Georgia workers’ comp law considers your old work injuries and their propensity to “flare up” or “aggravate” months, or even years, after an injury when an employee continues working. Oftentimes when I’m consulting with injured workers in Atlanta, they will be concerned that the pain they’re feeling while working will not be a compensable workers’ compensation injury, because they’ve had previous pain of a similar nature in years past.
Can you claim workers’ comp for a pre-existing injury?
The good news is that your aggravation of a previous injury may very well be compensable. Georgia workers’ compensation law recognizes that workers often reinjure themselves when they continue to work, even after a successful surgery and rehabilitation.
What is a pre-existing condition?
In Georgia, pre-existing conditions are defined as “a medical problem that existed prior to the work-related injury that is the reason for filing a claim.” Common pre-existing conditions may include injuries with backs, knees, carpal tunnel syndrome, or shoulders.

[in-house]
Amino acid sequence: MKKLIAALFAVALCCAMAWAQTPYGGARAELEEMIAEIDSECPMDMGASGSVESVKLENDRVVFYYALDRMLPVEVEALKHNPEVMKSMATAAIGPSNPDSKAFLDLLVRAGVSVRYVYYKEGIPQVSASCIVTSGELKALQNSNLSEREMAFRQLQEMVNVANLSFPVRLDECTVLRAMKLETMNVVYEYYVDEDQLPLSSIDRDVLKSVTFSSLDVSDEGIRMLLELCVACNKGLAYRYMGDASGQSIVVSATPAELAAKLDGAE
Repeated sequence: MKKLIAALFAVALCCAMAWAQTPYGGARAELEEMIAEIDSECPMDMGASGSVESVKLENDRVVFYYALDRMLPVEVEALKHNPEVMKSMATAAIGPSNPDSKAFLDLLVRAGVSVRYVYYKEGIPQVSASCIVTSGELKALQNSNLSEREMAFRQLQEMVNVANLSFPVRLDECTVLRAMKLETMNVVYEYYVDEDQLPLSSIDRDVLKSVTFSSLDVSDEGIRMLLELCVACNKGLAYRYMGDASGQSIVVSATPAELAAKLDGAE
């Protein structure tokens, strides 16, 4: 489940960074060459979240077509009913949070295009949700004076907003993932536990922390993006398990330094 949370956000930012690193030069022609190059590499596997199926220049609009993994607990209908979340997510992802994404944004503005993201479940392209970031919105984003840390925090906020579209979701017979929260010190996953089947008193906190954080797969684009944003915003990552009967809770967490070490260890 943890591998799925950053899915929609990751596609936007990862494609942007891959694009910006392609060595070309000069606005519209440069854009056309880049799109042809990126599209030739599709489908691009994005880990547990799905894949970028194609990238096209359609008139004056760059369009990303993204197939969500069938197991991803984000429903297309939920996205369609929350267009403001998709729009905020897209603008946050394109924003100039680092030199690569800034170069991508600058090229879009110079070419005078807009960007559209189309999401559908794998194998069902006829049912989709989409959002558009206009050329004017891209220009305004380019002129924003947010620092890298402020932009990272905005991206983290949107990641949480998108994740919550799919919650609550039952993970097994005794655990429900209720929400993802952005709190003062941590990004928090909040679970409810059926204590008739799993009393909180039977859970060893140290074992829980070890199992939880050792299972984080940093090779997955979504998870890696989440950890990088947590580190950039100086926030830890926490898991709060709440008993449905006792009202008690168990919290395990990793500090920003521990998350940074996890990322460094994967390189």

What to do if you re-injure an old injury at work
If you have a pre-existing injury that has flared up at work, you will need to report it to your employer and follow these tips:
- Do not wait for the pain to go away to decide about filing a claim
- Do not hide the pre-existing injury
- Do not make excuses for the pain caused by the workplace injury
- Write a detailed explanation of your injury that mentions what happened and the pain you have suffered
Re-injuring a pre-existing condition at work
A pre-existing condition can make a workers’ comp claim more complex. Sometimes it may be cited as a reason to deny a claim, even when the claim should be covered. This is why it’s important to have a workers’ comp attorney working to protect your rights. If you have questions about whether or not the pain you’re feeling while working qualifies as a workers’ compensation injury under Georgia law, please feel free to contact our knowledgeable Atlanta workers’ compensation lawyers.